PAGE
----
great Church that nursed him, and of the city of Paris, in which he

lived. Under the Second Empire, Paris was at her maddest, baddest, and

best. To-day under the republic, without a court, with a society kept in

funds by the self-expatriated wives and daughters of our business men,

she lacks the reasons for which Baron Haussmann bedecked her and made

her beautiful. The good Loubet, the worthy Fallieres, except that they

furnish the cartoonist with subjects for ridicule, do not add to the

gayety of Paris. But when Harden-Hickey was a boy, Paris was never so

carelessly gay, so brilliant, never so overcharged with life, color, and

adventure.
In those days "the Emperor sat in his box that night," and in the box

opposite sat Cora Pearl; veterans of the campaign of Italy, of Mexico,

from the desert fights of Algiers, sipped sugar and water in front of

Tortoni's, the Cafe Durand, the Cafe Riche; the sidewalks rang with

their sabres, the boulevards were filled with the colors of the gorgeous

uniforms; all night of each night the Place Vendome shone with the

carriage lamps of the visiting pashas from Egypt, of nabobs from

India, of _rastaquoueres_ from the sister empire of Brazil; the state

carriages, with the outriders and postilions in the green and gold of

the Empress, swept through the Champs Elysees, and at the Bal Bulier,

and at Mabile the students and "grisettes" introduced the cancan. The

men of those days were Hugo, Thiers, Dumas, Daudet, Alfred de Musset;

the magnificent blackguard, the Duc de Morny, and the great, simple

Canrobert, the captain of barricades, who became a marshal of France.


Over all was the mushroom Emperor, his anterooms crowded with the

titled charlatans of Europe, his court radiant with countesses created

overnight. And it was the Emperor, with his love of theatrical display,

of gorgeous ceremonies; with his restless reaching after military glory,

the weary, cynical adventurer, that the boy at St. Cyr took as his

model.
Royalist as was Harden-Hickey by birth and tradition, and Royalist as

he always remained, it was the court at the Tuileries that filled his

imagination. The Bourbons, whom he served, hoped some day for a court;

at the Tuileries there was a court, glittering before his physical eyes.

The Bourbons were pleasant old gentlemen, who later willingly supported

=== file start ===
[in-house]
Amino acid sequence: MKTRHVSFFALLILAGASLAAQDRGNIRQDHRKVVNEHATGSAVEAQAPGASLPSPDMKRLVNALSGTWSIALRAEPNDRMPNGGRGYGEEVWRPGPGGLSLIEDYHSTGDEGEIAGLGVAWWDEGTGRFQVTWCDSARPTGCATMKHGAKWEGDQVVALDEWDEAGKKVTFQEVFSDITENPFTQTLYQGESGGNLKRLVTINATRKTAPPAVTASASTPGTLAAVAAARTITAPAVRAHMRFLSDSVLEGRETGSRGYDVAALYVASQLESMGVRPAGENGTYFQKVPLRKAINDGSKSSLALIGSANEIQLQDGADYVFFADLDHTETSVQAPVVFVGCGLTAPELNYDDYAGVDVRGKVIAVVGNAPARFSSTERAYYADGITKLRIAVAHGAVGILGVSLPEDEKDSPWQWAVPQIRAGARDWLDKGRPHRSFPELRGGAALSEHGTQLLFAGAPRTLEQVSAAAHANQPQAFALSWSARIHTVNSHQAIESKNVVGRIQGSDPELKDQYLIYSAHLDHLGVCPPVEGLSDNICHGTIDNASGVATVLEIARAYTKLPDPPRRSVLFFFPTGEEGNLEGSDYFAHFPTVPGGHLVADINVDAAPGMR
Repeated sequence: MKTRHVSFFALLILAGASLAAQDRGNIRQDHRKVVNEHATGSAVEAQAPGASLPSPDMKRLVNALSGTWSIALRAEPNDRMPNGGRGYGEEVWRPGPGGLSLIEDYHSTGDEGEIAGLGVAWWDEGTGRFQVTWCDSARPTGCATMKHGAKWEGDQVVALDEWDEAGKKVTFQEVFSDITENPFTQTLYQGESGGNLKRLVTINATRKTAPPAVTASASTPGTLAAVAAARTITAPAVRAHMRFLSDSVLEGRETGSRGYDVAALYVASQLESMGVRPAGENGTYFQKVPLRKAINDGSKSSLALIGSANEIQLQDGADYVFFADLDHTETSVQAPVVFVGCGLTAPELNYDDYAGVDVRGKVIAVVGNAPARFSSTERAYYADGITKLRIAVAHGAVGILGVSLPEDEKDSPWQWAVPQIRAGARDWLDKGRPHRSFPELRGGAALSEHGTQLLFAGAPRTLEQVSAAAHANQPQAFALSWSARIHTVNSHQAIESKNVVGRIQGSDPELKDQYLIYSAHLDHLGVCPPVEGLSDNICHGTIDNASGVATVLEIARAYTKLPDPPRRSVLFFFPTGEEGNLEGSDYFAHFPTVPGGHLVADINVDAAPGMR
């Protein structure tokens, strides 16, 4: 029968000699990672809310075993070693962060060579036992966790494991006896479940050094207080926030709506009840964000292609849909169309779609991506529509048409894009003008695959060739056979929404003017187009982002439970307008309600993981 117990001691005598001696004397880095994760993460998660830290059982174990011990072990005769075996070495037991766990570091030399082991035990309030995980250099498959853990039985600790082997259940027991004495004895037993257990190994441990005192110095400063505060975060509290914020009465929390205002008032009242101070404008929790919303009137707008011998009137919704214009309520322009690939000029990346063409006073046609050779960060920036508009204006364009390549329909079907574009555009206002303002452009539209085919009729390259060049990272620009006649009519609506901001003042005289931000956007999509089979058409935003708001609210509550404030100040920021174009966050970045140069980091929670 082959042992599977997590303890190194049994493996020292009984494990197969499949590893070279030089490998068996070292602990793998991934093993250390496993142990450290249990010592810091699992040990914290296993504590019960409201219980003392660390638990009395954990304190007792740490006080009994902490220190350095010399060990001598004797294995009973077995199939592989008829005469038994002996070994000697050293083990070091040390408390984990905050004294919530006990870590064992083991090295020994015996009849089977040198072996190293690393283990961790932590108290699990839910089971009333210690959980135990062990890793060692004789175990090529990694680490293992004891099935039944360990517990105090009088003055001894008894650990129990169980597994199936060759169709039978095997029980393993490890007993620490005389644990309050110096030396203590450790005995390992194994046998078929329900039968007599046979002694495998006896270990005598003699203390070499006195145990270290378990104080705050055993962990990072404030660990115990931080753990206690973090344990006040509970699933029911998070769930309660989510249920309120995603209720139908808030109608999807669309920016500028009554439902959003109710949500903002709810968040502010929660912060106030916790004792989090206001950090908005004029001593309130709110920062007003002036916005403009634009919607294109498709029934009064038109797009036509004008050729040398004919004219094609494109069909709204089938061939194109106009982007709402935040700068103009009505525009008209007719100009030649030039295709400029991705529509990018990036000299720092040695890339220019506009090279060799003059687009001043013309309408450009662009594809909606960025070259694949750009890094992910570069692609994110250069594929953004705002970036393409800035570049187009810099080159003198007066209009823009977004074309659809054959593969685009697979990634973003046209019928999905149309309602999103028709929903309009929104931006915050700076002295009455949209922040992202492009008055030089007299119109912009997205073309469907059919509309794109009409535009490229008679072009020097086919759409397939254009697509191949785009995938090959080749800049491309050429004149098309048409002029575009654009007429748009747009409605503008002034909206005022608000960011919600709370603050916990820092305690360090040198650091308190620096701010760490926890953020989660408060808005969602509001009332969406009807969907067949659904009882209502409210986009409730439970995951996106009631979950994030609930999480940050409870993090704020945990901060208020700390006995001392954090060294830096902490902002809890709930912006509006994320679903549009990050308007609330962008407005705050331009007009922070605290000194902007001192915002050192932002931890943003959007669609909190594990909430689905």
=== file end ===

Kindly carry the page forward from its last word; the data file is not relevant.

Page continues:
him, and for whom always he was equally willing to fight, either with

his sword or his pen. But to the last, in his mind, he carried pictures

of the Second Empire as he, as a boy, had known it.
Can you not imagine the future James the First, barelegged, in a

black-belted smock, halting with his nurse, or his priest, to gaze up in

awestruck delight at the great, red-breeched Zouaves lounging on guard

at the Tuileries?


"When I grow up," said little James to himself, not knowing that he

never would grow up, "I shall have Zouaves for _my_ palace guard."


And twenty years later, when he laid down the laws for his little

kingdom, you find that the officers of his court must wear the mustache,

"_a la_ Louis Napoleon," and that the Zouave uniform will be worn by the

Palace Guards.


In 1883, while he still was at the War College, his father died, and

when he graduated, which he did with honors, he found himself his own

master. His assets were a small income, a perfect knowledge of the

French language, and the reputation of being one of the most expert

swordsman in Paris. He chose not to enter the army, and instead became

a journalist, novelist, duellist, an _habitue_ of the Latin Quarter and

the boulevards.
As a novelist the titles of his books suggest their quality. Among

them are: "Un Amour Vendeen," "Lettres d'un Yankee," "Un Amour dans

le Monde," "Memoires d'un Gommeux," "Merveilleuses Aventures de

Nabuchodonosor, Nosebreaker."


Of the Catholic Church he wrote seriously, apparently with deep

conviction, with high enthusiasm. In her service as a defender of the

faith he issued essays, pamphlets, "broadsides." The opponents of the

Church in Paris he attacked relentlessly.


As a reward for his championship he received the title of baron.
In 1878, while only twenty-four, he married the Countess de Saint-Pery,

by whom he had two children, a boy and a girl, and three years later

he started _Triboulet_. It was this paper that made him famous to "all

Paris."